Manchester United’s Europa League match against Sheriff Tiraspol will go ahead as planned next Thursday despite the Premier League’s decision to cancel all matches this weekend out of respect for the death of Queen Elizabeth II. Manchester City’s midweek Champions League fixture against Borussia Dortmund also looks set to be given the go-ahead as teams look return to some kind of normality following the monarch’s sad passing.
Football had been thrust into a state of sombre reflection after the Premier League, EFL and FA decided to postpone all footballing activity this weekend to allow people the opportunity to mourn The Queen. There had been questions about how long the sport would be paused for within England however these questions now seem to have been answered with a return pencilled in for next week.
United have been the first to confirm that their fixture is set to go ahead after releasing a statement on their club website. The correspondence read: “Following discussions with the relevant governing bodies and in line with guidance issued by the UK Government, we can confirm our UEFA Europa League fixture against FC Sheriff will take place as scheduled on Thursday evening in Moldova.
“Match arrangements will remain the same for fans who are travelling to support the team in Chisinau.”
The announcement gives Reds supporters more clarity over their travel plans, allowing them to stick to the arrangements they already had in place.
Reports also suggest Manchester City’s match will also be going ahead, making it the first match to officially be taking place in the United Kingdom since the country entered the official 10 days of mourning at midnight this morning (Friday).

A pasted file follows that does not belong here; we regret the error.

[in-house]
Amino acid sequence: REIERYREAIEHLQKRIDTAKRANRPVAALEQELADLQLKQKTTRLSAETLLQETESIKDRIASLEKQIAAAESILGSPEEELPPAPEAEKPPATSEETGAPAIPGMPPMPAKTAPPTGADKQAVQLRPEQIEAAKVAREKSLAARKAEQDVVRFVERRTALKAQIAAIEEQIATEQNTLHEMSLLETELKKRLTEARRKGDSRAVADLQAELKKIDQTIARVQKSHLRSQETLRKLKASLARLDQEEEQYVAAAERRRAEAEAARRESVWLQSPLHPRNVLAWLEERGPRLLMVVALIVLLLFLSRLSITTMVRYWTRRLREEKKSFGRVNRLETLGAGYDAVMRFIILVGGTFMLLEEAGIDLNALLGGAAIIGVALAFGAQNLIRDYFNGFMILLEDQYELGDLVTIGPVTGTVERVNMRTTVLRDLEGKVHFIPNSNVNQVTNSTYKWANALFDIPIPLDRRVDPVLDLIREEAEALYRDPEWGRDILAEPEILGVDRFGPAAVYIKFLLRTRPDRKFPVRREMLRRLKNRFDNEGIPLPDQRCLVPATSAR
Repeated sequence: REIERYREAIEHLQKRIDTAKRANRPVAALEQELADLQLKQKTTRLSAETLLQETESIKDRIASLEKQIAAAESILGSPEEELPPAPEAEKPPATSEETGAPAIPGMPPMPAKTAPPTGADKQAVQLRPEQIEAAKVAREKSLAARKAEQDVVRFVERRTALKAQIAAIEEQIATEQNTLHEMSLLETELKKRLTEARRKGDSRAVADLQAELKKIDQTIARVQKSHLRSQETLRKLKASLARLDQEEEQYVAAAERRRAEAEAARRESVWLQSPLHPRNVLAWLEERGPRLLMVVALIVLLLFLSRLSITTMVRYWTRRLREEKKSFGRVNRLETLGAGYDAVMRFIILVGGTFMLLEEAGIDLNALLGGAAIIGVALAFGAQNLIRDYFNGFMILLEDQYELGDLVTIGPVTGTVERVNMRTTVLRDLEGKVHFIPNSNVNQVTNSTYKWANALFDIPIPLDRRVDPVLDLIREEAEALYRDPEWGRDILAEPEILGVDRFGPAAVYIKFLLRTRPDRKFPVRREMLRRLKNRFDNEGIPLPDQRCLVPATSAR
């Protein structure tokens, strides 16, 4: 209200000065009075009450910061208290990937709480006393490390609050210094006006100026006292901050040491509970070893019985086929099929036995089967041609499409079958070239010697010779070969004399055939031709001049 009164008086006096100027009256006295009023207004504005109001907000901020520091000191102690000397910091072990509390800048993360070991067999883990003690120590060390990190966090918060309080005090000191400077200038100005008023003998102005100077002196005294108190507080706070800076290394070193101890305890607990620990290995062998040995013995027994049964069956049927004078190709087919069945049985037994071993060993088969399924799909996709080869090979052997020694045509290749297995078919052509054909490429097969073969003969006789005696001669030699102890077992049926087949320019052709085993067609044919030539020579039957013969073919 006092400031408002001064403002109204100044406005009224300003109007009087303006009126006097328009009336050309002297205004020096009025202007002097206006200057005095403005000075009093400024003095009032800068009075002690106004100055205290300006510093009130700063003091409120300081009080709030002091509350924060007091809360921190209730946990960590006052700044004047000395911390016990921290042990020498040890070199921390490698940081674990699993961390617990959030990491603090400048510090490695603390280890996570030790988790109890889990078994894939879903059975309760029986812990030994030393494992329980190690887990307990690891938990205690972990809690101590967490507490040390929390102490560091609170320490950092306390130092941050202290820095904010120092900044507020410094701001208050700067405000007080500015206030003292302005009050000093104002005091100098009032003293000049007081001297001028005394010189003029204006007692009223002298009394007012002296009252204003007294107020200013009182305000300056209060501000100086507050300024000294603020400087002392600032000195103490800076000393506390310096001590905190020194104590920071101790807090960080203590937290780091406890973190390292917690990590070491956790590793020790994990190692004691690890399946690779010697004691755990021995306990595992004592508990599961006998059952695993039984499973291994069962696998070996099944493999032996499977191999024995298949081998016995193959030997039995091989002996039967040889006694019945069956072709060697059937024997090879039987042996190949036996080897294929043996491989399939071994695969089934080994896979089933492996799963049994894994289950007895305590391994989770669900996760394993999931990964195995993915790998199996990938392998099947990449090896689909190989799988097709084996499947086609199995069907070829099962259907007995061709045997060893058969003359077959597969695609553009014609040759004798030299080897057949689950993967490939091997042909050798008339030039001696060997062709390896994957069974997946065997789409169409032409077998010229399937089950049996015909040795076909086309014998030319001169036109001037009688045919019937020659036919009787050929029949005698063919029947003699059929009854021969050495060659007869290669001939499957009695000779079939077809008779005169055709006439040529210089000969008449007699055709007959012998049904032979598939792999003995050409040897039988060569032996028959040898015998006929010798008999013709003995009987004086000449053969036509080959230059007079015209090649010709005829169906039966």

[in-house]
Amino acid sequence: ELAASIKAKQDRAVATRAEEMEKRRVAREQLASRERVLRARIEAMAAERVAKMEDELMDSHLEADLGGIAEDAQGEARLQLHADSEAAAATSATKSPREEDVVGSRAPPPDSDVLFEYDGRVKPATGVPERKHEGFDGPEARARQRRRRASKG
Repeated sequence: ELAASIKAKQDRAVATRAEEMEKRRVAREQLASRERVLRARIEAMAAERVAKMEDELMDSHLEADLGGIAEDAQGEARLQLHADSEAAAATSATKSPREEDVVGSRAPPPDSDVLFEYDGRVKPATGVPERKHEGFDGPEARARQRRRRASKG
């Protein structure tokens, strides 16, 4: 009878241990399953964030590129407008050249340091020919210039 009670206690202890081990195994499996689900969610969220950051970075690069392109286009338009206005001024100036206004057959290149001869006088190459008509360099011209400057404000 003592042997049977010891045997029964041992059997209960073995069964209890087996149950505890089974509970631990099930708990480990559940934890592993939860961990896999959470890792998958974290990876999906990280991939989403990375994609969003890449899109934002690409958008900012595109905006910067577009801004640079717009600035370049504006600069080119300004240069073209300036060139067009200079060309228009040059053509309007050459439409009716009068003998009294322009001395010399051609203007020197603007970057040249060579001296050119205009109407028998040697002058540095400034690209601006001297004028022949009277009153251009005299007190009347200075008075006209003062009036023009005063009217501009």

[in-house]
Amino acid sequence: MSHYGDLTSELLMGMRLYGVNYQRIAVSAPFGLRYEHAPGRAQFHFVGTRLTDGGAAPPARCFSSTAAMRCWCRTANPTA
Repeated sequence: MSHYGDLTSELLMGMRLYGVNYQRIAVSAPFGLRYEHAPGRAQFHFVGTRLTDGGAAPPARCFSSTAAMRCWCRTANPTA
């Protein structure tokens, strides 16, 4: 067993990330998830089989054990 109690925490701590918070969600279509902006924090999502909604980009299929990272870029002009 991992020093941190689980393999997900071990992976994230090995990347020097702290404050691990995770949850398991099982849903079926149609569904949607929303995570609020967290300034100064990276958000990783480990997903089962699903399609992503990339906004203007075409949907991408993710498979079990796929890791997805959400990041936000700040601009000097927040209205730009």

No official footballing activity will take place this weekend from kids’ activities to the Premier League after the decision was taken by the sport’s governing bodies. This was despite official government guidance stating it was not necessary with other sports like golf and cricket continuing. Some criticised the decision as they felt the weekend’s matches would be the perfect opportunity to commemorate the monarch’s life, giving people the chance to come together in a collective show of grief.
However, the authorities took the decision on the basis of four considerations: Her Majesty’s position as a FA patron, Prince William’s duties as FA President, Football’s status as the national sport and the opportunity some teams had to show respect during Thursday’s European encounters.
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